BOSTON (Reuters) - Eastern Massachusetts voters elected a Democratic state senator as their newest representative in the U.S. Congress on Tuesday in a special election to fill the seat formerly held by now-Senator Edward Markey, according to local media reports.
Democrat Katherine Clark, who campaigned on issues including improving women's healthcare and the rising cost of college, easily won a four-way race to represent a district that includes Boston's near western suburbs but not the city itself, according to the reports, including by the Boston Globe.
She defeated Republican Frank Addivinola, Independent James Aulenti and James Hall of the Justice Peace Security party in an election to succeed Markey, who in June was elected to fill the Senate seat that became vacant when John Kerry was named secretary of state.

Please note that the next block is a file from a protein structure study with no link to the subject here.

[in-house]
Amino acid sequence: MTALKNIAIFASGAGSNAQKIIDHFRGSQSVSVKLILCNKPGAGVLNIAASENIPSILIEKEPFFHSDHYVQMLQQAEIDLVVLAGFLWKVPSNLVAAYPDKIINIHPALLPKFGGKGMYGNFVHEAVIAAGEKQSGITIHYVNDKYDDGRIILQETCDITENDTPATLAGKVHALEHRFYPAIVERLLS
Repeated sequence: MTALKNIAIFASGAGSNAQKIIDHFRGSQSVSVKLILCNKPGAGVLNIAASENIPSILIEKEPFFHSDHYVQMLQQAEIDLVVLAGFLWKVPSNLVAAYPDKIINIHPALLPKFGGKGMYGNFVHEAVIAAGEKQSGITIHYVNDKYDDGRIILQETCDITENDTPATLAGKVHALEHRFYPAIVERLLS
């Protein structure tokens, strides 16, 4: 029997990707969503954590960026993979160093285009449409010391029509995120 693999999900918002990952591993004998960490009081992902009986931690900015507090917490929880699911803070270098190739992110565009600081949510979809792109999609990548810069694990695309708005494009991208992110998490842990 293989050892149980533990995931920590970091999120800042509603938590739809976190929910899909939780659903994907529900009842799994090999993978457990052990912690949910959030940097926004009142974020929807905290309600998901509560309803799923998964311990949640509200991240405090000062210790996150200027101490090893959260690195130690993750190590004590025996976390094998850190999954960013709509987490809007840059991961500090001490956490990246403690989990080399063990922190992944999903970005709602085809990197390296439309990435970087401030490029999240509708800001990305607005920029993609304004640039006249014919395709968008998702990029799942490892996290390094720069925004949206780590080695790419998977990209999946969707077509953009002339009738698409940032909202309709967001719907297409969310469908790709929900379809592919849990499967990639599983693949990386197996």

Turnout was light for the off-cycle election, which came on a day the Boston area was hit by an inch of snow.
Addivinola, a lawyer, had sought to tie Clark to President Barack Obama's healthcare reform law at a time the program has been plagued by technical problems.
The district leans heavily Democratic, said Peter Ubertaccio, a professor of political science at Stonehill College in Easton, Massachusetts.
"Clark avoided almost any opportunity save one to sit down and have a debate on the issues," said Ubertaccio, noting that hurt Addivinola's efforts to build his name recognition.
Massachusetts' nine congressional representatives and two senators are all Democrats.